For the past two decades, I thought I was living life to the fullest—I was certainly living it up.

Spurred on by the city that never sleeps — New York — and a work hard, play hard attitude, I was out drinking five nights a week at industry events, endless parties, happy hours and gallery openings. A social butterfly to be sure, it was the sweet nectar of alcohol that, for me, held the most powerful draw. The end result was not always pretty. It was hard to have a positive mindset or to be productive in the midst of an anxiety-inducing hangover.

I was always a go-getter, but no matter how hard I tried to push forward, I realized there was one thing that was always holding me back. The lure of liquor was pulling energy away from my passion: writing.

Giving up alcohol altogether reset my life and reshaped my trajectory. Since my reality was no longer altered by substances, I saw things clearly, perhaps too clearly. I found socializing while sober challenging: in the past, I had been an extrovert, I was now forced to look inward.

The rewards were vast but not immediate. My lifestyle had changed so drastically that at first I hardly recognized myself. I felt boring and I was bored. Crawling back into my cocoon, I holed up in the comfort of my own home, ignoring invitations, avoiding parties, only emerging to meet the occasional friend for coffee. I needed that time to metamorphosize, to discover who I would become.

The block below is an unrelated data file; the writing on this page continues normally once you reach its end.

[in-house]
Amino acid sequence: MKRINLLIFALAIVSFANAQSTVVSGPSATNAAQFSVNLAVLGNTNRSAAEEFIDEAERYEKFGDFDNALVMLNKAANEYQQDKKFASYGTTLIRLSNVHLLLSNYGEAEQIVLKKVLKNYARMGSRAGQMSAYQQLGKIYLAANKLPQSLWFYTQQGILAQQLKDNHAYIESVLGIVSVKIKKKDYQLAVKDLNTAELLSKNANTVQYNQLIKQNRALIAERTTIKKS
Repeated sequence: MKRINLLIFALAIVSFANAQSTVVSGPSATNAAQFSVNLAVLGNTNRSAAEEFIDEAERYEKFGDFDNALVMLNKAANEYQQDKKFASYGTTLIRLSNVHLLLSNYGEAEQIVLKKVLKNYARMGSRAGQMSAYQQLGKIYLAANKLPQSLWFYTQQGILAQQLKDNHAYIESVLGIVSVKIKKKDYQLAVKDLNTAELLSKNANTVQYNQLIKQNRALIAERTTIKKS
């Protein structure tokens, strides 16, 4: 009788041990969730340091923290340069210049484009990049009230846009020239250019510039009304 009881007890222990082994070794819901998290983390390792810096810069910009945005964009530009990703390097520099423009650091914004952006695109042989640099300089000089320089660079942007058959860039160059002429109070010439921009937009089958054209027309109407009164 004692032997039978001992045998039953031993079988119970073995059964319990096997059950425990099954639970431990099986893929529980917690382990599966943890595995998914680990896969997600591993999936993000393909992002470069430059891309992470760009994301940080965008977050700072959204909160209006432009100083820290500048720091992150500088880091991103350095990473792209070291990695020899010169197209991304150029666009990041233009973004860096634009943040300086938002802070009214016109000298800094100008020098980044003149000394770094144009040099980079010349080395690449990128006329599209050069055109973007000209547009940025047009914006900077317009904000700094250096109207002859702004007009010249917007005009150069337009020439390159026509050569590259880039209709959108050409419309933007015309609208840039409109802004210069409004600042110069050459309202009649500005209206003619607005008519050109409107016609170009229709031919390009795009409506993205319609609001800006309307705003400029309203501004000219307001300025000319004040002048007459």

Without my usual distractions—the constant drone of the city and the buzz of booze—I began to write and I found I could lose myself in the novel I was writing for days, weeks at a time.

I learned taking long walks alone in Central Park could calm me. Breathing in the smell of the earth below me gave me a natural high. Working out at the gym became a necessary release. I relished the heat from the sauna, feeling stress evaporate off of me in waves. I started taking a life drawing class during in early evenings when I used to go to happy hour and found sketching much more satisfying. I wrote. And I wrote some more.

A year and a half later, I found the focus and balance necessary to complete my novel—and the persistence to push forward until striking a book deal with a small independent publisher.

Ironically, it was only in hindsight that I realized that I was looking for the same insights as the character I’d conceived: learning how to find joy, how to live more fully, more purposefully and in the present. Like my flawed protagonist—although under very different circumstances—I’d had to consciously change my perspective and shift my priorities.

From day one I had a working title for my novel, The Year Marjorie Moore Learned to Live. It suddenly seemed perfectly appropriate, as I, too, was relearning how to live. I’m enjoying the process and savoring every moment.

Christie Grotheim is a New York-based writer who has written for Salon, The New York Observer, and Mr. Beller’s Neighborhood. Her debut novel, “The Year Marjorie Moore Learned to Live” will be published by Heliotrope Books in March 2019.